A reminder that the USPTO and NTIA will host the fifth public meeting of the Multistakeholder Forum on improving the operation of the DMCA notice and takedown system. The meeting will be held on October 28, 2014 from 9:00am - 12:00pm in Berkeley, California at the UC Berkeley School of Law (Boalt Hall, Booth Auditorium, 215 Bancroft Way, Berkeley, CA 94720). The weblink to access the live webcast for this meeting is: The phone bridge information for remote participation is: 1-888-453-9955; Passcode – 6039037.
At the meeting, the Working Group will report on the substance and progress of its work to date. Attendees of this meeting will thereafter have an opportunity to respond and further discuss or identify matters for the Working Group to address.
For more information about the Multistakeholder Forum, please visit the Multistakeholder Tab at: For an archive of documentation relating to past meetings of the Multistakeholder Forum please visit
To register for the meeting, please follow the instructions at: 

Thursday, October 23, 2014

Saving Ova for Later

Columnist Susan Reimer writes about Apple's offer to subsidize the freezing of eggs for women who want to delay childbearing while still taking advantage of the optimum age for producing healthy ova (a perk already offered by Facebook):

Susan Reimer

In theory, these women can jump-start their careers with the prospect of being able to time motherhood to fit their life plans. One catch, as Reimer points out, is that the optimum age for harvesting eggs is in the twenties, and how many young women of that age are likely to have jobs offering this benefit? At present, also, there's the practical problem of the low success rate for in vitro fertilization of previously frozen eggs.

One observation by Reimer: "One commentator wondered aloud if we really wanted to support a society that requires us to work so hard that we have no time to have children. I would argue that we are already that society. This just makes it easier for women to navigate it." She also points out that before focusing on such a relatively exotic perk, we should work harder on accessibility of health coverage, maternity benefits, day care, flexible work hours, etc.

Those who've read Heinlein's PODKAYNE OF MARS will recall that in the future society of the novel a similar process of cryogenic preservation is routine (on Mars, at least, where the human inhabitants tend to marry early and have large families). The custom reconciles the discrepancy between the best biological age for conceiving and gestating infants and the best social age, in terms of emotional maturity and financial stability, for rearing them. In this novel, however, couples don't save eggs or embryos; they have full-term infants, produced through natural pregnancy and birth, frozen. Podkayne mentions one typical example, a young married couple who have their babies while finishing school, then consign them to cryogenic preservation. After both husband and wife complete the main phase of their careers and take early retirement, they have all three of their babies revived to be raised as triplets. Podkayne's own mother had five children in quick succession, Podkayne and her younger brother being characters in the novel and their three infant siblings still being in stasis at the opening of the story. If Heinlein were writing this book now, I suspect he would opt for preservation of embryos rather than full-term babies.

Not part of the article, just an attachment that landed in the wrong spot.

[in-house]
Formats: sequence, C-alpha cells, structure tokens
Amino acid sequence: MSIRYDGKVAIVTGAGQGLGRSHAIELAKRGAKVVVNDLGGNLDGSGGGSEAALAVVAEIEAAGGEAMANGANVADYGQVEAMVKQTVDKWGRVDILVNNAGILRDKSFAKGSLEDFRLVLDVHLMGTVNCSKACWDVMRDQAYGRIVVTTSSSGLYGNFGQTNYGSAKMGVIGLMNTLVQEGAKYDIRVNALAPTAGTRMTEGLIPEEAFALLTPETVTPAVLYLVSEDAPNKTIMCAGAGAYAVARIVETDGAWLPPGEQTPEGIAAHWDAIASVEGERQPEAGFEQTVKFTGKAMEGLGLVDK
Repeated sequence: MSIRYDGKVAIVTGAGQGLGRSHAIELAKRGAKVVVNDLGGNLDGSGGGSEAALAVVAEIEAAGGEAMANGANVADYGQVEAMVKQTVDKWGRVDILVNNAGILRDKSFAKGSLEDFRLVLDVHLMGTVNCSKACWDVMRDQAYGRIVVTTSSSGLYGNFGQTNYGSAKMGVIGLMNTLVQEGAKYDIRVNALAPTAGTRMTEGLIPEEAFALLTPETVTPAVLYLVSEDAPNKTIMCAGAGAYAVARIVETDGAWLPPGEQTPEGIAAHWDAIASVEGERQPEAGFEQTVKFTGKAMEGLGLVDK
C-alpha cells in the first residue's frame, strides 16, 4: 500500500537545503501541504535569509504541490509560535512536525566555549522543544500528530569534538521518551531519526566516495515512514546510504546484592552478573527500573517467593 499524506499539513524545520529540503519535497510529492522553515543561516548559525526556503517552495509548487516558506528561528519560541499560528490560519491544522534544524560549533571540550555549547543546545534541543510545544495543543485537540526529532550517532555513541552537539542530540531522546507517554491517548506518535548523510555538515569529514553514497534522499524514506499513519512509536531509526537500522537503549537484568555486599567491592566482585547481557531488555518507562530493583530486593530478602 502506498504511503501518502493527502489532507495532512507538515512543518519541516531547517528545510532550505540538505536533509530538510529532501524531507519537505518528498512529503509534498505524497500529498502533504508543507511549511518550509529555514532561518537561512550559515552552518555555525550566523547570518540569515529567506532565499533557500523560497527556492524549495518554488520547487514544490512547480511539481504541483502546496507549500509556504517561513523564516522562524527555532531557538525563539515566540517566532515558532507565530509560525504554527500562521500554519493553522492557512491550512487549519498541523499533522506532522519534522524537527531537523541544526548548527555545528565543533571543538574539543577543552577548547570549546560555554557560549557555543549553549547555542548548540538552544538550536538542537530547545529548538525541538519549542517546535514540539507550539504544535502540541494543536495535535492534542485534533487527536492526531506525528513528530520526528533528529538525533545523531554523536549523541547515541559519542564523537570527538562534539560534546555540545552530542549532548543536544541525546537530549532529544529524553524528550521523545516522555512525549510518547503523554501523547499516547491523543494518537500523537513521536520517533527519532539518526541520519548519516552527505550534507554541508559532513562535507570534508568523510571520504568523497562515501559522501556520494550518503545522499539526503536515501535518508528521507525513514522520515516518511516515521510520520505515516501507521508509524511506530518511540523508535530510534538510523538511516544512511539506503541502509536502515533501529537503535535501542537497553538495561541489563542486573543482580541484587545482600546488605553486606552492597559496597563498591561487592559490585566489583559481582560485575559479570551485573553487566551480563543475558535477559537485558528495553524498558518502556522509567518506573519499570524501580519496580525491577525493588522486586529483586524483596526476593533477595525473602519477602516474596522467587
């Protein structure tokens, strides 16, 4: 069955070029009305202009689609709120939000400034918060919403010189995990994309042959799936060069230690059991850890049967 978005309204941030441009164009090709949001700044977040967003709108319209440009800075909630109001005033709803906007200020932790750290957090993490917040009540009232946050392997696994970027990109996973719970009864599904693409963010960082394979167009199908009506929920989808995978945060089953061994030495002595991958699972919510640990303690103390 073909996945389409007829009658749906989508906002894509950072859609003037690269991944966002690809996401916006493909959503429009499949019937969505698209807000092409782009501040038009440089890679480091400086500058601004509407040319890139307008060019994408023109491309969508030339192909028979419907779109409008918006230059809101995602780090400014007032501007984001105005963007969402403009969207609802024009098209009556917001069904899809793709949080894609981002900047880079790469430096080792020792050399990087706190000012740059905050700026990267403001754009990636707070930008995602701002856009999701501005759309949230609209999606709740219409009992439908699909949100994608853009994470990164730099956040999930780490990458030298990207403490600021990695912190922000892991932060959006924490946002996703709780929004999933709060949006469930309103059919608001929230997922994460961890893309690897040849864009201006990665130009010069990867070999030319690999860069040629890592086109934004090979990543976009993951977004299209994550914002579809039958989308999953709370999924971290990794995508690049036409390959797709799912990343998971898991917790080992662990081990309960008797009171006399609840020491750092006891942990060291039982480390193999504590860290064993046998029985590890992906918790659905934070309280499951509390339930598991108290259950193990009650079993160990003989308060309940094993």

If the technology of freezing eggs or embryos ever becomes reliable enough to be as routine as on Podkayne's Mars, would that necessarily be a Good Thing? We might ask whether professional women who decline this perk and choose to have children earlier in their careers might find themselves subtly penalized, stigmatized as not sufficiently dedicated to their work. And would the custom of allowing some women (the privileged) to postpone the child-rearing life stage through cryogenics spawn yet another class distinction? Given the possibility of these effects, might availability of such a procedure become another way of encouraging women to become as workaholic as would-be successful men have traditionally been expected to be?

Margaret L. Carter

Carter's Crypt

Tuesday, October 21, 2014

Strong Characters Defined - Part 1 - Reading Market Reports by Jacqueline Lichtenberg

Strong Characters Defined
Part 1
Reading Market Reports
Jacqueline Lichtenberg 

This is Part 1 of the Strong Characters Defined Series, even though Part 2 has already posted. 

Part 2 is

Cindy Holby wrote in her Saturday Jan 27th, 2007 post on this blog:
I write very strong characters. Characters that seem to make an impact on my fans as every letter I get mentions how much they love the characters, how much they were drawn into their lives and how much they think about them long after the story is over.
----end quote---------

The few weeks previous to Holby's post, I posted some comments on Genre and how though it is enforced and defended by publishers, Genre is really invented by and perpetuated by readers (the opposite of what Editors think, and yet Genre is defined by publishers). 

As a fiction consumer, you can up your odds of getting what you want from a book by learning something about how publishers tell writers what the reader wants to buy.  Publishers do that via a publication called Writers' Markets, and via columns in periodicals aimed at Writers titled something like Market Reports, which is a report to writers on where to market which kind of property. 

One of the requirements you see over and over in Market Reports (where publishers describe what they're buying now) is "strong characters."

They want "strong characters" because those books (and films) make bigger profits, not because there's no market for Weak Characters but because there's a bigger market for Strong Characters.